Complete Phyzique | Blog - Complete Hydration

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Hydration Station

Hydration is imperative to maintain good health, for all of our bodily functions, actions and reactions. Our individual fluid requirements vary depending on our gender, body mass, age, physical activity levels, health status and ambient temperature.  

70% of the average adult's body is made up solely of water and this requires daily management. The key to successful hydration is consistency, drinking little and often throughout the day. The recommended daily intake for the average sedentary adult is 2.5 Litres.

1-2% Loss of body water can impair performance including ; Concentration, focus,  co-ordination, speed, strength and flexibility.  To add to this, becoming dehydrated can lead to headaches, sickness, general fatigue or lethargy and also increases our risk of muscular injury. 

Daily output =  Skin 600ml, Lungs 350ml, going to the Toilet 1600ml = 2550ml

Daily input  = Food 1000ml, Fluids 1200ml, Metabolic water 350ml, = 2550ml     

These levels demonstrate an average day of functional requirements but DO NOT allow consideration of exercise demands on our water levels.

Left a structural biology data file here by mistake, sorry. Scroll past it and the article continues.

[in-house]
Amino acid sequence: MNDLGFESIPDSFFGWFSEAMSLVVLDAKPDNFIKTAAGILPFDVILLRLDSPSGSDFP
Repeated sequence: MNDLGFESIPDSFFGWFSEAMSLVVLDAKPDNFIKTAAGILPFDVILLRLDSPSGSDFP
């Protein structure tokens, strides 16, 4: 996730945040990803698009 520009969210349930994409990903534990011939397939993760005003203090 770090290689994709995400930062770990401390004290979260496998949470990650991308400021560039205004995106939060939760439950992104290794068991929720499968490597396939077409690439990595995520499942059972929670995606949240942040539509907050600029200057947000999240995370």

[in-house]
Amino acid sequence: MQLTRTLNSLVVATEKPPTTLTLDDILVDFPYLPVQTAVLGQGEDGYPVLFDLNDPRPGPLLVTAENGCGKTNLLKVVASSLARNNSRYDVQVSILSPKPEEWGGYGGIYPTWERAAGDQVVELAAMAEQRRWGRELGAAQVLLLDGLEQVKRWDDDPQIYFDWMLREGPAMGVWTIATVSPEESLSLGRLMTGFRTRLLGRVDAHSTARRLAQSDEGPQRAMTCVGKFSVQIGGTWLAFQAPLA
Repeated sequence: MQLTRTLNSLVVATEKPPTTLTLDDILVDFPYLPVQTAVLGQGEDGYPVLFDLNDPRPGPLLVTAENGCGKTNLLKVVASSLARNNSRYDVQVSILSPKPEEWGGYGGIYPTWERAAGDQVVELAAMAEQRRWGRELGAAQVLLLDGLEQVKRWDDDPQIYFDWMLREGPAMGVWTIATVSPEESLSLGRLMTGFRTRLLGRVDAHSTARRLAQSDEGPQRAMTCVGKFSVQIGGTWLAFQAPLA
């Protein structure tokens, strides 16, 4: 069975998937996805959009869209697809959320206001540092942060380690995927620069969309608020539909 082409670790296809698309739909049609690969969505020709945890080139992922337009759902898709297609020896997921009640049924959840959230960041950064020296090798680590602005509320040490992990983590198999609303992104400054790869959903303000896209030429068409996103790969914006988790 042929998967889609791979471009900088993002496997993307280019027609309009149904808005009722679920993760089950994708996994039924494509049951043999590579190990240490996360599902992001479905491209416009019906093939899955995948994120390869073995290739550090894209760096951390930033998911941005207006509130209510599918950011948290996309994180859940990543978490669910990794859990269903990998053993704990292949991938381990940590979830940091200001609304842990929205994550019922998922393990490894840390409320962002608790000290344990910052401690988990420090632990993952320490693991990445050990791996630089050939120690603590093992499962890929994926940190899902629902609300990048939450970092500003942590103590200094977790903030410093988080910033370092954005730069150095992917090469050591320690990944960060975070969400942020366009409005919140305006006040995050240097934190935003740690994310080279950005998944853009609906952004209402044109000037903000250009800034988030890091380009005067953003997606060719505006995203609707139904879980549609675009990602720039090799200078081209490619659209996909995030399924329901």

Exercising increases our water requirements because of sweating, our blood flow increase, muscular stress, increased breathing rate, heart rate and post exercise toxin drainage. It is estimated that an additional 0.5-1Litre of water such be consumed per workout. 

The exact scientific requirements state to weight yourself prior to exercise and per 1lb of weight lost in exercise drink 16oz of water.


Important Considerations;
  • Maintain water levels consistently throughout the day
  • 2.5L is a daily requirement just to maintain function not considering exercise.
  • Exercise increases the volume of water we require in that day.
  • Fizzy juices, teas and coffees are not pure water so cannot be counted as pure hydration.
The most effective way to monitor your hydration is in Urine colour. It should be a light dilute straw yellow. You should not be able to smell it. Darker yellow, solid colour or orange indicates dehydration.

Sheli J McCoy (MRes, BSc Hons SES)
Sports science rehabilitation specialist
Owner & Head Therapist of "Complete Phyzique" ltd.